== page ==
September 8, 2008

From the desk of Rep. Allen Vaught

Representative Vaught listens to testimony from Mr. Shannon Edmonds of the Texas District and County Attorneys Association
Criminal Jurisprudence Interim Committee Work
During the months the legislature is not is session, the standing committees of the Texas House of Representatives meet to discuss interim charges. Interim charges provide an opportunity for the committees to hold hearings, study issues confronting the state, and ultimately make recommendations for action.

I currently serve as the Vice Chairman of the House Committee on Criminal Jurisprudence. This committee holds jurisdiction over matters pertaining to criminal law, probation and parole, as well as criminal procedure in the courts, and revisions to the Texas Penal Code.

Recently, the committee held a two-day hearing at Eastfield College to examine four interim charges. The topics discussed included problems with the current deferred adjudication system, dual trials for capitol murder defendants, adding salvia divinorum to the Controlled Substance Act, and examining the criminal trespass statute.

Deferred Adjudication
Challenges have developed with Texas’ the system of deferred adjudication. Currently, a defendant may enter into a plea-bargain agreement with a criminal court in which formal judgment is withheld or “deferred,” pending the outcome of a probationary period.

At times this means that despite having met all conditions imposed by the court, a non-violent offender who never again crosses the law may continue to have his personal life impacted in the form of difficulty obtaining a job or even visiting his own child at school.

Conversely, there is no restriction on deferred adjudication being offered to a murder defendant. Presently, the crimes expressly exempted from deferred adjudication are limited. The intent and parameters of deferred adjudication need to be clarified to be consistent with our expectations of justice.

Testimony was provided by Dallas County District Attorney Craig Watkins, Harris County District Attorney Kevin Keating, along with representatives from the Texas Board of Pardons and Paroles, the Texas District and County Attorney’s Association, and the Texas Criminal Defense Lawyers Association. The committee also heard from numerous individuals whose lives have been impacted by their decision to take a plea of deferred adjudication.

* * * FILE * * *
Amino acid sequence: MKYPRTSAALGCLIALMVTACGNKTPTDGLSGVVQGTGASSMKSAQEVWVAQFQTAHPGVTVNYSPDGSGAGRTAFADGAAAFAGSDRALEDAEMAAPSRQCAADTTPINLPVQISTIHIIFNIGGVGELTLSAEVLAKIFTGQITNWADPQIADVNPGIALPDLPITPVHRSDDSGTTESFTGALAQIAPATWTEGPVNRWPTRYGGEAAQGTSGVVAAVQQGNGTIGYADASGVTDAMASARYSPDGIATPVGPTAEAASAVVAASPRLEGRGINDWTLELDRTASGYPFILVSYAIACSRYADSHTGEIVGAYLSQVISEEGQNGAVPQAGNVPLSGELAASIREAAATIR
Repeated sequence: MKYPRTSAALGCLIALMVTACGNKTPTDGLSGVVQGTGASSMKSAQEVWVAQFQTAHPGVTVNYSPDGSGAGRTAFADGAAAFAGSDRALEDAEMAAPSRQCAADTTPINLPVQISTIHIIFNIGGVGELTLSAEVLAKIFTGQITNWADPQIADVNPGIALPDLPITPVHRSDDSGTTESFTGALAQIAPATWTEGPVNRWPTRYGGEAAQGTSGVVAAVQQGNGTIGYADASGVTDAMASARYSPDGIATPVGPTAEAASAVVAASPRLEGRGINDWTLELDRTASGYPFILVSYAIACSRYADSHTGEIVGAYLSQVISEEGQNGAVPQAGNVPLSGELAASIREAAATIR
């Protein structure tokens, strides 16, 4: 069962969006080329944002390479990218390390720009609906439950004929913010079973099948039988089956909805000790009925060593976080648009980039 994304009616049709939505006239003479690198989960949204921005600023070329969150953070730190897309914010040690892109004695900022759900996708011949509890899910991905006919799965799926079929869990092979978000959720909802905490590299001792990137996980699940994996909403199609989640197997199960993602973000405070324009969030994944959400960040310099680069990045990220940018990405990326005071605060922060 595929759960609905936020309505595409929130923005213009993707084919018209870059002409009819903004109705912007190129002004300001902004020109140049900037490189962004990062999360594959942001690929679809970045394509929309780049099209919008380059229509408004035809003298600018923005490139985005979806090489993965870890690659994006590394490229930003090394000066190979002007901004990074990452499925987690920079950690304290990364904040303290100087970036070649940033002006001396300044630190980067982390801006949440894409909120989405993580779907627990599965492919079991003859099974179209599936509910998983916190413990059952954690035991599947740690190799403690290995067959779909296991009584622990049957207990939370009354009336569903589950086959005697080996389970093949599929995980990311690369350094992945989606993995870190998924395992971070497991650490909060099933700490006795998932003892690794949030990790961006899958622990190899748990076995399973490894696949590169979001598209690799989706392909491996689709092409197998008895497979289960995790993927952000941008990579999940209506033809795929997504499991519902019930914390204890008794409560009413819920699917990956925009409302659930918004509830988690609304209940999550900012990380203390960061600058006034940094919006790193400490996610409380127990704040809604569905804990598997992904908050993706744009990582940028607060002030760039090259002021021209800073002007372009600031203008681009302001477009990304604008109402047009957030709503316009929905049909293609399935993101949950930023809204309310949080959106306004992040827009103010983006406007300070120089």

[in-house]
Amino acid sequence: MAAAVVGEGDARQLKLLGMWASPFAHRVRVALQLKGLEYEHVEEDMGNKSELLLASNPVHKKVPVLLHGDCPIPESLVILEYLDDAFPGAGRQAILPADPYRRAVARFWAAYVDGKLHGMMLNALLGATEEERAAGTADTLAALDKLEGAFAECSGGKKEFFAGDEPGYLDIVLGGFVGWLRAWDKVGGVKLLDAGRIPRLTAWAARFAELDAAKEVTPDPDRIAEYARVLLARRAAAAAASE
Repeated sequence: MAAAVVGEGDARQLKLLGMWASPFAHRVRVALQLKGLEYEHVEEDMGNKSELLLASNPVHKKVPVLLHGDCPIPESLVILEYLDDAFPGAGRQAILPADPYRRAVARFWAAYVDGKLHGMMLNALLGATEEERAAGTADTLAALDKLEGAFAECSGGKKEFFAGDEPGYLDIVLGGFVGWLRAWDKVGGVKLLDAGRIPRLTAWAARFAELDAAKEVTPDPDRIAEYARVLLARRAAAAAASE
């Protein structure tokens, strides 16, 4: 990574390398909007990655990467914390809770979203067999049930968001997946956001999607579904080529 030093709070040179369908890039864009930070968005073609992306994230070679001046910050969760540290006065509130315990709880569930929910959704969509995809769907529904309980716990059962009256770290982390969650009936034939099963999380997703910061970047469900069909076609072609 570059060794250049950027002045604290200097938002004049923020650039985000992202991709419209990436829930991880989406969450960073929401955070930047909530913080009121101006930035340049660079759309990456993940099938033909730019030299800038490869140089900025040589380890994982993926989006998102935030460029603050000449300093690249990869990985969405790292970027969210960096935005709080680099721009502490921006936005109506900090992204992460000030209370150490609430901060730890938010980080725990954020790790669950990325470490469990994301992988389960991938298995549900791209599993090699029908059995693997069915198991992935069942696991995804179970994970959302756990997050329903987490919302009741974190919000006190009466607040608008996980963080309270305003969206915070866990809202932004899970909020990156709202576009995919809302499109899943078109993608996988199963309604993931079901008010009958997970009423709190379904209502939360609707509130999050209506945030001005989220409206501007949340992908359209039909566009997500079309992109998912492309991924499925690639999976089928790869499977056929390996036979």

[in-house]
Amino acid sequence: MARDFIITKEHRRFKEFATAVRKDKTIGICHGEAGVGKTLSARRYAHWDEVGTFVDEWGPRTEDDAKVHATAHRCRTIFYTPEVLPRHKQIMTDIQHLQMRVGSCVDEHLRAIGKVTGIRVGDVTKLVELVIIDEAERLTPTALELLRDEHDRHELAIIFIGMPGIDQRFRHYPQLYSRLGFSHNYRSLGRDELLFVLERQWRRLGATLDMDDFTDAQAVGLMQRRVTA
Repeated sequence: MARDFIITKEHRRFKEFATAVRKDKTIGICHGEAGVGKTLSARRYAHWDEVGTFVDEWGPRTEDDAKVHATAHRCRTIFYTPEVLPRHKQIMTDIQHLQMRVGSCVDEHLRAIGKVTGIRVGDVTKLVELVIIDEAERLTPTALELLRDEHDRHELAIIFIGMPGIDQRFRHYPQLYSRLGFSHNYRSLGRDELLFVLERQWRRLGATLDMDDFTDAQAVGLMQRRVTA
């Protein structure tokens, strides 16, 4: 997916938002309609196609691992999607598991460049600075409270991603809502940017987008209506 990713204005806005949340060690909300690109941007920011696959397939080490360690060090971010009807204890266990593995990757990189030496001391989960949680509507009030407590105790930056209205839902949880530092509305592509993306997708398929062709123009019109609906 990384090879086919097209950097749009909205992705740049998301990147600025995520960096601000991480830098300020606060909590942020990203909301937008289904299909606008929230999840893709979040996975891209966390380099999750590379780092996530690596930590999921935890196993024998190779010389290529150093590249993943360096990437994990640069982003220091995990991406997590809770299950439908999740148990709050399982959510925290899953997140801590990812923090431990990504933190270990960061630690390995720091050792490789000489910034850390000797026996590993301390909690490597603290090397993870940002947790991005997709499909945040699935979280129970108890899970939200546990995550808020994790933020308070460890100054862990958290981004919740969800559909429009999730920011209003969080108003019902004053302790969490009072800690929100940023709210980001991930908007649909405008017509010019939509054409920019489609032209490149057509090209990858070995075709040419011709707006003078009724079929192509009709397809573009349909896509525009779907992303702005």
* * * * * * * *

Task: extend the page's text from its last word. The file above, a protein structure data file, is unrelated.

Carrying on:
This is a complicated issue that requires a cautious approach when determining how best to uphold the law while not continuing to punish people beyond what is deserved.

Dual Trials for Capital Murder Defendants
Dual trials gained attention when Governor Perry commuted the sentence of Kenneth Foster last year. Foster, though not convicted of murder, was the driver in a robbery during which a murder occurred. Testimony at the hearing indicated a consensus that capital murder defendants need to be afforded the option of having their trials split.

Salvia Divinorum
Salvia divinorum, a plant from the mint family, is an herb that may be legally sold in Texas. In its description of the substance, the US Drug Enforcement Administration (DEA) characterizes the plant as having hallucinogenic effects.

Currently, the DEA is studying the appropriateness and effectiveness of adding Salvia divinorum and Salvinorin A to the Federal Controlled Substances Act. About twelve states limit the possession or distribution of Salvia divinorum in some form, with several others considering adding restrictions to their laws.

Two bills were introduced in the Texas legislature last session that would limit the sale of Salvia to minors and add it to the state's controlled substances list. Neither bill completed the legislative process to become law.

The committee heard testimony from members of the public who expressed concern that the use of this drug is beginning to be more prevalent among teenagers. Some would like this substance regulated by the state and considered a controlled substance. Others prefer to not put the herb on the controlled substances list and simply prohibit that sale to minors.

Criminal Trespass
Several bills related to criminal trespass passed the legislature last session. The legislation ranged in scope from clarifying enforcement issues to changing the severity of penalties. Governor Perry subsequently vetoed these bills, reasoning that the legislation was redundant.

In light of the governor’s opinion, one proposal made to the committee suggested rewriting the criminal trespass statute. A complete revision is touted to provide a statute that is easily understood and consistent for both enforcement and punishment purposes.

During the last hearing, the committee listened to testimony from the Texas Association of Campground Owners and the police chief of New Braunfels who were advocating for passage of legislation dealing with the trespass issue.

Next Step
The hearing process for interim charges is complete for the Criminal Jurisprudence committee. The committee will now develop its report to the legislature summarizing the testimony and making recommendations for action during the upcoming session.

As always, please feel free to contact my district office at 214-370-8305 with any questions regarding these or other state issues.